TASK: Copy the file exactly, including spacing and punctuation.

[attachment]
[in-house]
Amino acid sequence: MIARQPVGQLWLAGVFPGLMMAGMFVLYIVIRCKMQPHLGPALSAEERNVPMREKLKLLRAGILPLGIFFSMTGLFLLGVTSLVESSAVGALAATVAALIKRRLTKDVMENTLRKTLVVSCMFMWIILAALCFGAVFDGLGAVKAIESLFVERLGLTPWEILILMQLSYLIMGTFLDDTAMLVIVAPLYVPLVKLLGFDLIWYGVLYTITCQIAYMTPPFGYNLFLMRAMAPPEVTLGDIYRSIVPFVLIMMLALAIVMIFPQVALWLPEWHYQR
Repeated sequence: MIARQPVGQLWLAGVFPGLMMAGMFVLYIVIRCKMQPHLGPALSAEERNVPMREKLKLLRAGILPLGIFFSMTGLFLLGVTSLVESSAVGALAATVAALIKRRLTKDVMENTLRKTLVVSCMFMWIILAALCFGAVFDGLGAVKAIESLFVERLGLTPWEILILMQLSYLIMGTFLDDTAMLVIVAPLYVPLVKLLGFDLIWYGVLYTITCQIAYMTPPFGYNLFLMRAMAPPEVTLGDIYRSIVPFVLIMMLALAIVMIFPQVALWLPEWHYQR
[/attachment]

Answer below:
[in-house]
Amino acid sequence: MIARQPVGQLWLAGVFPGLMMAGMFVLYIVIRCKMQPHLGPALSAEERNVPMREKLKLLRAGILPLGIFFSMTGLFLLGVTSLVESSAVGALAATVAALIKRRLTKDVMENTLRKTLVVSCMFMWIILAALCFGAVFDGLGAVKAIESLFVERLGLTPWEILILMQLSYLIMGTFLDDTAMLVIVAPLYVPLVKLLGFDLIWYGVLYTITCQIAYMTPPFGYNLFLMRAMAPPEVTLGDIYRSIVPFVLIMMLALAIVMIFPQVALWLPEWHYQR
Repeated sequence: MIARQPVGQLWLAGVFPGLMMAGMFVLYIVIRCKMQPHLGPALSAEERNVPMREKLKLLRAGILPLGIFFSMTGLFLLGVTSLVESSAVGALAATVAALIKRRLTKDVMENTLRKTLVVSCMFMWIILAALCFGAVFDGLGAVKAIESLFVERLGLTPWEILILMQLSYLIMGTFLDDTAMLVIVAPLYVPLVKLLGFDLIWYGVLYTITCQIAYMTPPFGYNLFLMRAMAPPEVTLGDIYRSIVPFVLIMMLALAIVMIFPQVALWLPEWHYQR